September 2011
Volume 11, Issue 11
Vision Sciences Society Annual Meeting Abstract  |   September 2011
Fidelity of spatial memory across eye movements: Retinotopic memory is more precise than spatiotopic memory
Author Affiliations
  • Julie Golomb
    McGovern Institute for Brain Research, MIT, USA
  • Nancy Kanwisher
    McGovern Institute for Brain Research, MIT, USA
Journal of Vision September 2011, Vol.11, 524. doi:
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      Julie Golomb, Nancy Kanwisher; Fidelity of spatial memory across eye movements: Retinotopic memory is more precise than spatiotopic memory. Journal of Vision 2011;11(11):524.

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      © ARVO (1962-2015); The Authors (2016-present)

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Visually-guided behavior requires information about spatiotopic (world-centered) locations, but initial visual input is retintopic (eye-centered). Does spatiotopic information reside in higher-level, spatiotopically-organized visual maps, or is it continually reconstructed from retinotopic information with each eye movement? Recent work favors the latter option; to a surprising extent, visual processing occurs in native retinotopic space, even in higher-level visual areas (Golomb, Chun, & Mazer, 2008 J.Neurosci.; Golomb & Kanwisher, VSS 2010). These findings suggest a counterintuitive hypothesis: despite our conscious experience of an effortlessly stable spatiotopic world and our lifetime of practice with spatiotopic tasks, human behavior might actually be better in retinotopic coordinates than in the more ecologically relevant spatiotopic coordinates. To test this idea, we had subjects perform two sessions of a spatial working memory task: one in which they memorized the spatiotopic (absolute) location of a cue, and another in which they memorized the retinotopic location (relative to the eyes). After a delay – which included 0, 1, or 2 guided saccades – subjects reported the memorized location by moving the mouse to the appropriate place on the screen. The error in distance between their reported location and the true location was taken as a measure of the precision of spatial memory. On trials with no saccades, spatial memory was equally precise during the retinotopic and spatiotopic tasks. However, after an eye movement, subjects were significantly more precise at remembering retinotopic locations than spatiotopic locations. This difference grew with each eye movement, such that spatiotopic memory continued to deteriorate, while retinotopic memory remained largely intact. Thus, while we are capable of spatiotopic memory, it is not as reliable as retinotopic memory, and the loss in fidelity with each update is not an inevitable cost of eye movements, but rather a consequence of converting the information from its native retinotopic coordinates.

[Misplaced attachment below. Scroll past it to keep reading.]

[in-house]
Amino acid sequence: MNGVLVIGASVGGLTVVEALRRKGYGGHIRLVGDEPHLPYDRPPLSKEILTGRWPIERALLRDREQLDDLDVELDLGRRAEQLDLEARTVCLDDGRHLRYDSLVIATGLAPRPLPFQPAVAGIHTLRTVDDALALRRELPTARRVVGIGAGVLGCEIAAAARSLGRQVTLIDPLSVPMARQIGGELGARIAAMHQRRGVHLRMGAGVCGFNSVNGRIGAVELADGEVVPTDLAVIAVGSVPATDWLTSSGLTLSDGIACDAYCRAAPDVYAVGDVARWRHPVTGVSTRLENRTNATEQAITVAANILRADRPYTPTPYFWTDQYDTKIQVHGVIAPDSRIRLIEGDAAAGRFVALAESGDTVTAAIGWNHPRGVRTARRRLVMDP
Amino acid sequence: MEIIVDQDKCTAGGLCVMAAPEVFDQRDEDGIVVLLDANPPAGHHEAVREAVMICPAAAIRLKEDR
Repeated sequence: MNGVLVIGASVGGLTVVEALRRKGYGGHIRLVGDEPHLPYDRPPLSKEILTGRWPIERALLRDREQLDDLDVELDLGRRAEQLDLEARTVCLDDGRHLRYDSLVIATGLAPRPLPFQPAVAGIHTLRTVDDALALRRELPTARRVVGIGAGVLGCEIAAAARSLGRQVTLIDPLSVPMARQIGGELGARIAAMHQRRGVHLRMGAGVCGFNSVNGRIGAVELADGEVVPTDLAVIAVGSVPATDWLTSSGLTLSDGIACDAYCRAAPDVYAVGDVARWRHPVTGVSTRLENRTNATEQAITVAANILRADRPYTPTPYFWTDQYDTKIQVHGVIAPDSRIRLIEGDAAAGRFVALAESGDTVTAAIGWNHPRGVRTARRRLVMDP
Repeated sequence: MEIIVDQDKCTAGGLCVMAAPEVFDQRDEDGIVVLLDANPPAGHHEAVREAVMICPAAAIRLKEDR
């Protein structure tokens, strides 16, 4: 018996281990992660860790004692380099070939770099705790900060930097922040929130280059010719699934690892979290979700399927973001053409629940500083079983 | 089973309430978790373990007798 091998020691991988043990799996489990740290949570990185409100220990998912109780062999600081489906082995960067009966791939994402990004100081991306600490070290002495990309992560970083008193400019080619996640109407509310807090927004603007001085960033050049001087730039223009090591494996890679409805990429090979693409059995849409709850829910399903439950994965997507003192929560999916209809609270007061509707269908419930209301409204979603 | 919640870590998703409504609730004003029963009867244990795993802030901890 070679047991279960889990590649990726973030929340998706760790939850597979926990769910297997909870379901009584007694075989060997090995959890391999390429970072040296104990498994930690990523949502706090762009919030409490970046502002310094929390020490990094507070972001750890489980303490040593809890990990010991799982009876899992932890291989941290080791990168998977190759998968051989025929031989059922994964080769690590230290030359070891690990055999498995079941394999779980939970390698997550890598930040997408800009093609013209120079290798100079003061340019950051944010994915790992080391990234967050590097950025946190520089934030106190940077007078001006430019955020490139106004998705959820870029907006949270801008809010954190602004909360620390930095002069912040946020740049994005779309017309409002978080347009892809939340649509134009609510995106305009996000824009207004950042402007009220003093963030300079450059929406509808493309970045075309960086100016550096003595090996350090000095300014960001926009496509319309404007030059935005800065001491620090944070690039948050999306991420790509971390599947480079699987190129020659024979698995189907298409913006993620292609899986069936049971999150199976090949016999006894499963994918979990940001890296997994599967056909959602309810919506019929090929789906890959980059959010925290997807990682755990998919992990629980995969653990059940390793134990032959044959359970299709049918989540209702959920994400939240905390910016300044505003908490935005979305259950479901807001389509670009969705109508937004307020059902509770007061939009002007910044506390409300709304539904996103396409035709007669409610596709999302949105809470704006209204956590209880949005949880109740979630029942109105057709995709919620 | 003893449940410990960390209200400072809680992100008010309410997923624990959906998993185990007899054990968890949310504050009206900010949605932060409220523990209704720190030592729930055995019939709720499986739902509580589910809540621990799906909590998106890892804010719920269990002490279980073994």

NIH R01-EY13455 (N.K.) F32-EY020157 (J.G.). 

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